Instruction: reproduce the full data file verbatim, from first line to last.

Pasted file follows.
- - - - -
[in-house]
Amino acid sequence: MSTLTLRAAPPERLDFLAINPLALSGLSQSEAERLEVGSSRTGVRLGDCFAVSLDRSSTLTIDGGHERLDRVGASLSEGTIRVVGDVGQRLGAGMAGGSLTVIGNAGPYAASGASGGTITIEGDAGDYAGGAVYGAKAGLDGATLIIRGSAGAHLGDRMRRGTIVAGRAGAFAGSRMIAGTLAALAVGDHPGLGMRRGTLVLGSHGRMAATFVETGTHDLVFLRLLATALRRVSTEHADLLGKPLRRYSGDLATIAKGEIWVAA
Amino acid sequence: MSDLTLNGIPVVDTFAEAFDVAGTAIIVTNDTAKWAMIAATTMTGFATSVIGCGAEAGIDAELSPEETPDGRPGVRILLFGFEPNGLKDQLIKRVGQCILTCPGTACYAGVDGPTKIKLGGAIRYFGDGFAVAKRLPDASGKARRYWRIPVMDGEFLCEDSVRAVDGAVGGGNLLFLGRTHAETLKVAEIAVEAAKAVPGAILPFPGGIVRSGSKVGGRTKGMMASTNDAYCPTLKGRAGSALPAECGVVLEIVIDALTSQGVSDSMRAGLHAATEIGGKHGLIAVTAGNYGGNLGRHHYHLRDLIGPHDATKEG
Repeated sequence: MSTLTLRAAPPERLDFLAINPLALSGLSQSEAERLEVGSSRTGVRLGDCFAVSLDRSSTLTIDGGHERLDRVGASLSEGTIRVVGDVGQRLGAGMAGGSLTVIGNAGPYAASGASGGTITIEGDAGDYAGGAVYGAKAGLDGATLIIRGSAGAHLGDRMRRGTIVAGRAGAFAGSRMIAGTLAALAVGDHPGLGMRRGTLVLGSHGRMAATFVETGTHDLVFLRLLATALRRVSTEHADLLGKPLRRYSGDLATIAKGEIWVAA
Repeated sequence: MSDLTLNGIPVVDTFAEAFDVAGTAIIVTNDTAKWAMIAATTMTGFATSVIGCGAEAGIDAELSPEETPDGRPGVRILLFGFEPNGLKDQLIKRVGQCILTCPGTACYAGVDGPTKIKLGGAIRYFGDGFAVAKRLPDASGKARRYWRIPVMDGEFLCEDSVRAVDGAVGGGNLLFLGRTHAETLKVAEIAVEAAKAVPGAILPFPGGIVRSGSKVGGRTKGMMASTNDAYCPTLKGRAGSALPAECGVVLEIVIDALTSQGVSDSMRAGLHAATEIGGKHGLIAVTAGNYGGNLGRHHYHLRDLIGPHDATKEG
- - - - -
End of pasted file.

[in-house]
Amino acid sequence: MSTLTLRAAPPERLDFLAINPLALSGLSQSEAERLEVGSSRTGVRLGDCFAVSLDRSSTLTIDGGHERLDRVGASLSEGTIRVVGDVGQRLGAGMAGGSLTVIGNAGPYAASGASGGTITIEGDAGDYAGGAVYGAKAGLDGATLIIRGSAGAHLGDRMRRGTIVAGRAGAFAGSRMIAGTLAALAVGDHPGLGMRRGTLVLGSHGRMAATFVETGTHDLVFLRLLATALRRVSTEHADLLGKPLRRYSGDLATIAKGEIWVAA
Amino acid sequence: MSDLTLNGIPVVDTFAEAFDVAGTAIIVTNDTAKWAMIAATTMTGFATSVIGCGAEAGIDAELSPEETPDGRPGVRILLFGFEPNGLKDQLIKRVGQCILTCPGTACYAGVDGPTKIKLGGAIRYFGDGFAVAKRLPDASGKARRYWRIPVMDGEFLCEDSVRAVDGAVGGGNLLFLGRTHAETLKVAEIAVEAAKAVPGAILPFPGGIVRSGSKVGGRTKGMMASTNDAYCPTLKGRAGSALPAECGVVLEIVIDALTSQGVSDSMRAGLHAATEIGGKHGLIAVTAGNYGGNLGRHHYHLRDLIGPHDATKEG
Repeated sequence: MSTLTLRAAPPERLDFLAINPLALSGLSQSEAERLEVGSSRTGVRLGDCFAVSLDRSSTLTIDGGHERLDRVGASLSEGTIRVVGDVGQRLGAGMAGGSLTVIGNAGPYAASGASGGTITIEGDAGDYAGGAVYGAKAGLDGATLIIRGSAGAHLGDRMRRGTIVAGRAGAFAGSRMIAGTLAALAVGDHPGLGMRRGTLVLGSHGRMAATFVETGTHDLVFLRLLATALRRVSTEHADLLGKPLRRYSGDLATIAKGEIWVAA
Repeated sequence: MSDLTLNGIPVVDTFAEAFDVAGTAIIVTNDTAKWAMIAATTMTGFATSVIGCGAEAGIDAELSPEETPDGRPGVRILLFGFEPNGLKDQLIKRVGQCILTCPGTACYAGVDGPTKIKLGGAIRYFGDGFAVAKRLPDASGKARRYWRIPVMDGEFLCEDSVRAVDGAVGGGNLLFLGRTHAETLKVAEIAVEAAKAVPGAILPFPGGIVRSGSKVGGRTKGMMASTNDAYCPTLKGRAGSALPAECGVVLEIVIDALTSQGVSDSMRAGLHAATEIGGKHGLIAVTAGNYGGNLGRHHYHLRDLIGPHDATKEG